It’s been about a year since Valeant Pharmaceuticals fell apart into a pile of smoldering rubble. As that link details, its biggest investor and biggest fan, Bill Ackman, was at that point down several billion dollars on the investment, and things did not get any better. His fund sold out of its Valeant position last month, at a loss of at least $3 billion. If you cast your memory back to October of 2015, when things first started to go wrong, you can find Ackman quotes about the incredible skills of the company’s managment team, the tremendous upside to the investment, the worthlessness of the accusations about their business practices – enough schadenfreude to power a medium-sized city, actually.
And he’s recently sent out a letter to the remaining shareholders of his hedge fund, apologizing for losing so much of their money. Personally, I wouldn’t find that all that comforting, considering all the table-pounding that those expressing doubts got at the time, but better late than never and all that. This is a terrific example, and will be a terrific example for years to come, of overconfidence and the sunk-cost fallacy. This is not a new phenomenon – there’s a good example of it in how Montesquieu talks about Pompey’s dealings with Julius Caesar
I believe that Pompey was ruined more than anything else by his shame at thinking that he had lacked foresight in elevating Caesar as he did. He yielded as slowly as possible to this idea. He did not prepare his defense so that he would not have to admit he had placed himself in jeopardy. He maintained before the senate that Caesar did not dare make war, and because he said it so often, he always repeated it.
I think that investing in pharma and biotech companies makes a person peculiarly vulnerable to this sort of mistake. So many plays in this stock market sector turn on particular stories, clinical trial results or FDA approvals of specific drugs, and these fit right into the narratives that we humans (and we investors) like to tell ourselves. Investors in small drug stocks often get so, well, invested in these stories that they follow their beloved companies right over the cliff, denying at every step of the way that there could possibly be a problem. It’s very hard to be objective about such decisions, but drug stock stories are perfectly placed to capture the sorts of investors who have no interest from the start in being objective, anyway. It’s the brave little company and the poor patients they’re trying to help, fighting against the forces of evil. If the stock goes down, it’s not because there could be honest doubts about whether the new drug is going to work. No, it’s nasty short sellers. Or the evil “money managers”. Or the horrible FDA. Somebody. There has to be a villain.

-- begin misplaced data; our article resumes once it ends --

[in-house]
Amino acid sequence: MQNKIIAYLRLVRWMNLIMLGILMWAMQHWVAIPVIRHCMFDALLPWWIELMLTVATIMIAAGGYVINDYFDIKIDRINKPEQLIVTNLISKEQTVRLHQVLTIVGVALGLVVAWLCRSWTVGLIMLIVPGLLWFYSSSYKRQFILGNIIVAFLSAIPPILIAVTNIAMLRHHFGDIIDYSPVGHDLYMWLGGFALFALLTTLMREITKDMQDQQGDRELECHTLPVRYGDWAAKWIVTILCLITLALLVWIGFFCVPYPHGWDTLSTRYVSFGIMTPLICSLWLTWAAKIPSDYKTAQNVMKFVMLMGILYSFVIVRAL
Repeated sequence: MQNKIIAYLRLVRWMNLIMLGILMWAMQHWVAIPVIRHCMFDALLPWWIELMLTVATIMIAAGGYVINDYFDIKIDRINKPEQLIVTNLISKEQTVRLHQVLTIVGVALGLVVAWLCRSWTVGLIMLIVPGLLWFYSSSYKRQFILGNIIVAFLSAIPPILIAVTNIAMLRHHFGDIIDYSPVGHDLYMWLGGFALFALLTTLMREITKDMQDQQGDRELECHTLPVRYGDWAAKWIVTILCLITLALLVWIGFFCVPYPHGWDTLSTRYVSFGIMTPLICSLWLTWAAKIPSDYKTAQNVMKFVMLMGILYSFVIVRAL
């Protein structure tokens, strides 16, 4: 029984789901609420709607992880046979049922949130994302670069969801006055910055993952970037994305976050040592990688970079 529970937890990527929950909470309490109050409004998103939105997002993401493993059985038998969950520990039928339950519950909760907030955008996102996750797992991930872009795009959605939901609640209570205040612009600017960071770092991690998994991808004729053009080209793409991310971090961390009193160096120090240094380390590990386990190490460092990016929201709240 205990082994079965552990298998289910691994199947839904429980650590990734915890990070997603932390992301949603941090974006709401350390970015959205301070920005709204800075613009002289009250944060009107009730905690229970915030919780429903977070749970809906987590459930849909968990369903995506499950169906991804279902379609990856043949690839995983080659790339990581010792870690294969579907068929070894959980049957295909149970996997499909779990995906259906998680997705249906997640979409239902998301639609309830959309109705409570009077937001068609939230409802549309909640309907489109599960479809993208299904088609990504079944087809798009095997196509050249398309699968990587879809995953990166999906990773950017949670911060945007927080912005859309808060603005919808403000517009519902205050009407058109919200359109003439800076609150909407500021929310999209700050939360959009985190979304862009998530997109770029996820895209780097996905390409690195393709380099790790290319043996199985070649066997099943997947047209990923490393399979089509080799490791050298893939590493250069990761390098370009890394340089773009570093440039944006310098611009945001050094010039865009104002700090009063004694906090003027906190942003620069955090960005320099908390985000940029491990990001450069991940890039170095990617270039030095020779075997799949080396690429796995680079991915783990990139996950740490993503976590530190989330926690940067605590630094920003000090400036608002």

Valeant’s case was driven by another narrative, to be sure: the one about how the industry is in its situation because of lack of business acumen, and never mind all that bleating about how hard drug research is. Someone like Bill Ackman is too sharp to be taken in by the more simple story of “Here’s why this drug is going to work”, and he’s not going to fall into the low-grade conspiracy thinking just mentioned. He was, though, perfectly positioned to be taken in by the more complex story of “Here’s how this business strategy is going to work”, and against the normal backdrop of the drug industry, a hard-nosed, cost-cutting, earnings-focused plan like the one Valeant was selling really stood out. None of this messy luck-in-the-clinic stuff; Valeant had it all down to a process that couldn’t lose. The rest of the drug industry was too slow and old-fashioned to realize it! That was the sort of exciting narrative a billionaire hedge fund manager could go for.
It’s one of the single biggest human cognitive biases that we turn things into stories, and we expect those stories to make sense. They should have beginnings, middles, and ends, and there should be winners and losers – but this isn’t the way the world has to work, it’s the way our minds apparently have to work to make sense of things. Investments are a good place to see this in action, but many of us can think back to research projects we’ve worked on and see the same effects. Drug discovery projects have their own narrative – at most companies, that’s how they start, with a summary proposal slide making the case for why Target X or Approach Y is a good idea. The hard part is being able to see these stories from the outside, and to realize that at times, that’s all they are (or all they might turn into, as new data come in). We all have Pompey’s fault – we don’t want to look like we didn’t see the trouble coming, so we deny that the trouble is coming at all.
Oh, and the CEO that took over at Valeant last year to turn things around? He’s just been paid $62 million for that. $980K is base salary, and $42 million is from stock awards, along with a $9 million bonus. You say that things haven’t actually turned around? Well, just imagine what the pay package will be if they do. If I were a Valeant shareholder (Heaven forfend) I would probably find all this somewhat annoying, but anyone who’s holding the stock now is a very different person than I am.